Diversity, Institutions, and Economic Activity: Post-WWII Displacement in Poland
Volha Charnysh's (Princeton)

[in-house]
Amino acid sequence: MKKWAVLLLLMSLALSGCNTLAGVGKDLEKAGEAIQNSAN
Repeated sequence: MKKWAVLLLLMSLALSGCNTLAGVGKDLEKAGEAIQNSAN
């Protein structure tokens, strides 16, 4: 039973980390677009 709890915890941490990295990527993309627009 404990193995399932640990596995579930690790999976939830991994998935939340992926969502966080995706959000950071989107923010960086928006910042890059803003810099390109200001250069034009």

Abstract: How do migration and the resulting cultural diversity affect social organization? Do institutional differences between diverse and homogeneous migrant communities influence economic development? This paper argues that heterogeneity and disruption of social ties not only impede informal cooperation, but also increase demand for formal institutions. Greater reliance on formal institutions, in turn, facilitates arm’s length transactions and entrepreneurship. I test this argument using an original dataset on the size and composition of population uprooted by the post-WWII border changes in Poland. I find that localities settled by more homogeneous migrants were more successful in reestablishing private-order institutions that relied on informal enforcement, such as volunteer fire brigades, while localities populated by heterogeneous migrant population relied on formal third-party enforcement for the provision of public goods. Economically similar during state socialism, more heterogeneous migrant communities registered higher incomes and entrepreneurship following the transition to a market economy.
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